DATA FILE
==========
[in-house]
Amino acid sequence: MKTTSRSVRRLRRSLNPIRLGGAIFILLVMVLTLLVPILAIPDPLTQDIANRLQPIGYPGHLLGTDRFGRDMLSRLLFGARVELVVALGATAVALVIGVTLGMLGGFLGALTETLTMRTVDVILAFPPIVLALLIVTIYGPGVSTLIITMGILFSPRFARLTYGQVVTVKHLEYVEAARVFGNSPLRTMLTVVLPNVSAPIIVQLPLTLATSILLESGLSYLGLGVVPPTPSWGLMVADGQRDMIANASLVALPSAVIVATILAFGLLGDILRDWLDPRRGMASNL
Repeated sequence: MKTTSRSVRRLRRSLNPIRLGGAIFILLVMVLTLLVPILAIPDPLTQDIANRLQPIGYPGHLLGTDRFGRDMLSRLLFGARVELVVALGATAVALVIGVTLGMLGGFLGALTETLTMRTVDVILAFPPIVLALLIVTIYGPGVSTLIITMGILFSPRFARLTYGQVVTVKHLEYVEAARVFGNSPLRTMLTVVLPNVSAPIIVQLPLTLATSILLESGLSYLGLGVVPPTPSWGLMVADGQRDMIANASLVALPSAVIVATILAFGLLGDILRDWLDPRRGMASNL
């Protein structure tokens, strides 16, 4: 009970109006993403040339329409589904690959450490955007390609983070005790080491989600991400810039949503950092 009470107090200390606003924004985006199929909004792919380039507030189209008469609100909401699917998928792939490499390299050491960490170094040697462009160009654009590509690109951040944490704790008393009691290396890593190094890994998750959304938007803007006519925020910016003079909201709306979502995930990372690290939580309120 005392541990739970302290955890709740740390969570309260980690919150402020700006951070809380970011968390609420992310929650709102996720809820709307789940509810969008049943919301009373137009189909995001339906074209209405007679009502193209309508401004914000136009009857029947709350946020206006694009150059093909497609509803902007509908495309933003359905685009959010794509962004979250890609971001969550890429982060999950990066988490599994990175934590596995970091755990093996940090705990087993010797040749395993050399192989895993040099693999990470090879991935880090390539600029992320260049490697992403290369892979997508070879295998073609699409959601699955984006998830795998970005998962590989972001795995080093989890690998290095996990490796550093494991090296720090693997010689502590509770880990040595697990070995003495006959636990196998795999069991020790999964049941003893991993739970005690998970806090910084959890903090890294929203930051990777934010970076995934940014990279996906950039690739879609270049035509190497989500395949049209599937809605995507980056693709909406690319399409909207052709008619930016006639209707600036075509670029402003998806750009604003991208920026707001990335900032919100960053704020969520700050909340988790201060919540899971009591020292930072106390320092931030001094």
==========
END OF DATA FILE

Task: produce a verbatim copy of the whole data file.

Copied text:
[in-house]
Amino acid sequence: MKTTSRSVRRLRRSLNPIRLGGAIFILLVMVLTLLVPILAIPDPLTQDIANRLQPIGYPGHLLGTDRFGRDMLSRLLFGARVELVVALGATAVALVIGVTLGMLGGFLGALTETLTMRTVDVILAFPPIVLALLIVTIYGPGVSTLIITMGILFSPRFARLTYGQVVTVKHLEYVEAARVFGNSPLRTMLTVVLPNVSAPIIVQLPLTLATSILLESGLSYLGLGVVPPTPSWGLMVADGQRDMIANASLVALPSAVIVATILAFGLLGDILRDWLDPRRGMASNL
Repeated sequence: MKTTSRSVRRLRRSLNPIRLGGAIFILLVMVLTLLVPILAIPDPLTQDIANRLQPIGYPGHLLGTDRFGRDMLSRLLFGARVELVVALGATAVALVIGVTLGMLGGFLGALTETLTMRTVDVILAFPPIVLALLIVTIYGPGVSTLIITMGILFSPRFARLTYGQVVTVKHLEYVEAARVFGNSPLRTMLTVVLPNVSAPIIVQLPLTLATSILLESGLSYLGLGVVPPTPSWGLMVADGQRDMIANASLVALPSAVIVATILAFGLLGDILRDWLDPRRGMASNL
């Protein structure tokens, strides 16, 4: 009970109006993403040339329409589904690959450490955007390609983070005790080491989600991400810039949503950092 009470107090200390606003924004985006199929909004792919380039507030189209008469609100909401699917998928792939490499390299050491960490170094040697462009160009654009590509690109951040944490704790008393009691290396890593190094890994998750959304938007803007006519925020910016003079909201709306979502995930990372690290939580309120 005392541990739970302290955890709740740390969570309260980690919150402020700006951070809380970011968390609420992310929650709102996720809820709307789940509810969008049943919301009373137009189909995001339906074209209405007679009502193209309508401004914000136009009857029947709350946020206006694009150059093909497609509803902007509908495309933003359905685009959010794509962004979250890609971001969550890429982060999950990066988490599994990175934590596995970091755990093996940090705990087993010797040749395993050399192989895993040099693999990470090879991935880090390539600029992320260049490697992403290369892979997508070879295998073609699409959601699955984006998830795998970005998962590989972001795995080093989890690998290095996990490796550093494991090296720090693997010689502590509770880990040595697990070995003495006959636990196998795999069991020790999964049941003893991993739970005690998970806090910084959890903090890294929203930051990777934010970076995934940014990279996906950039690739879609270049035509190497989500395949049209599937809605995507980056693709909406690319399409909207052709008619930016006639209707600036075509670029402003998806750009604003991208920026707001990335900032919100960053704020969520700050909340988790201060919540899971009591020292930072106390320092931030001094």